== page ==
By Nengi GREEN
The Federal Government has explained that it is working to fix the foreign exchange crisis in Nigeria as well as addressing macro-economic impediments to tackle inflation.
Minister of Finance and Coordinating Minister of the Economy, Mr. Wale Edun, gave the assurance to investors on the sidelines of the Group 20 (G20) summit in India on Sunday, Edun expressed Nigeria’s perspective and commitment to building a stronger, sustainable, and resilient economy.
The minister’s address during the Nigeria-India presidential roundtable, was captured in a short clip posted by the finance ministry on X — formerly Twitter.
Edun said the government has taken steps to improve the business environment, including removing foreign exchange restrictions and streamlining the investment approval process.
He urged investors to take advantage of the opportunities that Nigeria has to offer.
“Our focus is on attracting global capital, promoting foreign direct investments and this underscores our commitment to job creation, economic diversification, and revenue expansion,” Edun said.
“Nigeria is an attractive destination for business. It is brimming with opportunities across the various sectors.
“The major macroeconomic impediments to the stability of the exchange rate, of inflation, of interest rates and indeed of obstacles to liquidity, to enough financing, are now in the process of being removed.
“Driving inclusivity, including women and young people in what is going on in the economy and having them play their role.
“For those interested in investing, the playing field has been levelled, it has been cleared of debris and the opportunity is now there for you to seize.”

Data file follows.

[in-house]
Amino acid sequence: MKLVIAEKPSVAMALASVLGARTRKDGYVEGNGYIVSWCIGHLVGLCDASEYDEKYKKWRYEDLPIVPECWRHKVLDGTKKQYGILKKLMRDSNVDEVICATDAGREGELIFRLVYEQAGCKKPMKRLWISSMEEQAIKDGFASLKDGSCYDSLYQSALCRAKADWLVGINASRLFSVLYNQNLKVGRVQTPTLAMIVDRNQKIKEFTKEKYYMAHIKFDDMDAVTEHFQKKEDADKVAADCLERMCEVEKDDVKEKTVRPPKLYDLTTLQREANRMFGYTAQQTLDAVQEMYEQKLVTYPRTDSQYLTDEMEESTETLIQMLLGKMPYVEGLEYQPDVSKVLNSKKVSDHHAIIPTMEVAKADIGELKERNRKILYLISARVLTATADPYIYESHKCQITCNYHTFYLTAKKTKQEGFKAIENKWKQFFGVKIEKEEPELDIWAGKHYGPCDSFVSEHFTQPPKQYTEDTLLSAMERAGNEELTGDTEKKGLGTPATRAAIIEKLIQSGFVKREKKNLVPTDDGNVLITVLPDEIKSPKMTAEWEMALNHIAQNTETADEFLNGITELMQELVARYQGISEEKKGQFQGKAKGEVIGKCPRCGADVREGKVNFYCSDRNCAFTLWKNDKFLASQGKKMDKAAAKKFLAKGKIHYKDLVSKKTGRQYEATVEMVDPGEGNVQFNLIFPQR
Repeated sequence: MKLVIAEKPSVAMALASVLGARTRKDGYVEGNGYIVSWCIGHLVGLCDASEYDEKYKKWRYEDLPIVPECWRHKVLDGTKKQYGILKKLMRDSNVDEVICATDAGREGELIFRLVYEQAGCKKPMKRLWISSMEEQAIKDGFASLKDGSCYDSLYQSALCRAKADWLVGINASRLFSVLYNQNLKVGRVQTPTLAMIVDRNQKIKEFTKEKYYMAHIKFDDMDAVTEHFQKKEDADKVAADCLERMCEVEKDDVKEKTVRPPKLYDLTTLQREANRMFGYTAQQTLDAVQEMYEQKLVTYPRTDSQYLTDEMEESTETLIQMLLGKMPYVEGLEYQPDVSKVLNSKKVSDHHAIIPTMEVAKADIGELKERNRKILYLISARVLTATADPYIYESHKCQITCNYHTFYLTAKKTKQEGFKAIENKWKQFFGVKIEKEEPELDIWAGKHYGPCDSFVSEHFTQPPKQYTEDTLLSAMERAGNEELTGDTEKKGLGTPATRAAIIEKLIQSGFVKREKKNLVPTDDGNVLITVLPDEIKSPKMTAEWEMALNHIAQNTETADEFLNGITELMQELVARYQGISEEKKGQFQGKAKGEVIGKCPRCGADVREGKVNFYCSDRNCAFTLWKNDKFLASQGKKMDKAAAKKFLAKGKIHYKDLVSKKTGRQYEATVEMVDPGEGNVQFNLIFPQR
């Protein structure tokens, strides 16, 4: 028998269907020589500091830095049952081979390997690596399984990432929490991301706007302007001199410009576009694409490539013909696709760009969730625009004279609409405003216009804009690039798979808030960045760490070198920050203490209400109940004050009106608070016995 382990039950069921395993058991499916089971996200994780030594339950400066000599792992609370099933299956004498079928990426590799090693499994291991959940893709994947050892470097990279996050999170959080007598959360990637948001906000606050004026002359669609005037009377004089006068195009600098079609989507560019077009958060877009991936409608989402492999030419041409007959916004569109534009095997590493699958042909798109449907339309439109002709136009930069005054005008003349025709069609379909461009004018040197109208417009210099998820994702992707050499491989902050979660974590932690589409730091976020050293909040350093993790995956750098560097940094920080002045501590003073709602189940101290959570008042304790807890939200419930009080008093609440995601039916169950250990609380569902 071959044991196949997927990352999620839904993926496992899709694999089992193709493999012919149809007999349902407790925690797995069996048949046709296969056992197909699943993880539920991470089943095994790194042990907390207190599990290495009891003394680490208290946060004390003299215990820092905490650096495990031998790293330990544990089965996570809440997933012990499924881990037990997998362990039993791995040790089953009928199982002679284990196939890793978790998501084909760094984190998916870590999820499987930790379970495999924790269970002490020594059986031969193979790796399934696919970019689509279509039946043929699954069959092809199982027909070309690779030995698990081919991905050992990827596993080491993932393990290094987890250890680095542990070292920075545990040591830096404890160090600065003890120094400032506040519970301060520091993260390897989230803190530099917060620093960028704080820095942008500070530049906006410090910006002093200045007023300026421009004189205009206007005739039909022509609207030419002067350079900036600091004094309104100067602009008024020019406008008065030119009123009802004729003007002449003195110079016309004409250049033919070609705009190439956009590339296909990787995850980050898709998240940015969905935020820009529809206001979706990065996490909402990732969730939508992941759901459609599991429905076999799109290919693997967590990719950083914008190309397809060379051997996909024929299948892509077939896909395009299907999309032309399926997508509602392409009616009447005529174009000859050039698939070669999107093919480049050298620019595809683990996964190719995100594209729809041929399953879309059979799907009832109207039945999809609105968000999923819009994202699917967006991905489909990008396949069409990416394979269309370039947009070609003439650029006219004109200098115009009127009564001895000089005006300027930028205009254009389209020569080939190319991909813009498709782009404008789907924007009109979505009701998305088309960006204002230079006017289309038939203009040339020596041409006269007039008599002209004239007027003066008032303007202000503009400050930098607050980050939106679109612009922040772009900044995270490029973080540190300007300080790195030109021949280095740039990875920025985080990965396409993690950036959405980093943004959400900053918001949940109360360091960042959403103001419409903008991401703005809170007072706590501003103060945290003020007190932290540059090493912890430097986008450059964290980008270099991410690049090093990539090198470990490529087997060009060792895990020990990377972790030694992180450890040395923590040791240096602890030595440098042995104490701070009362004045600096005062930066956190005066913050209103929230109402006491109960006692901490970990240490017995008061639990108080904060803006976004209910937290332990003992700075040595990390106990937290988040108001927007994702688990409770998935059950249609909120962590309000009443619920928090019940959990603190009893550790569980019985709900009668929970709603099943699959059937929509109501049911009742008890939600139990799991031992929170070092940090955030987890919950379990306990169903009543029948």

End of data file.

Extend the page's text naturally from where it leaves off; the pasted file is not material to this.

Early in September, the minister had said that the last time the foreign exchange rate was stable, and interest rates were affordable, was a decade ago.
Edun who spoke at a press briefing in Abuja had noted that a weak, depreciating exchange rate, as well as security concerns, resulted in an economy “that is not growing and that is not lifting our Nigerians out of poverty.
“If we think back to when was the last time when the economy was stable, when it was growing, when inflation was low, when the exchange rate was stable, and when interest rates were affordable; that period was about a decade ago,” he said.
The minister said “economic growth was about 6 percent around 2013 to 2014”.
The increase, according to Ebun, was due to the worldwide commodity boom that began around 2010.
“Oil prices were high; volumes were high,” he said.
To address the FX issue, he had advised the government to accommodate other sources of funding, such as foreign direct investment, as well as domestic investment by Nigerians in all areas.
“And we saw some of that in Lagos. When Mr. President was governor of Lagos, he opened up the power sector to private investment, the road sector to private investment infrastructure, waste management, even cemeteries to private investment, because government did not have the funds,” he said.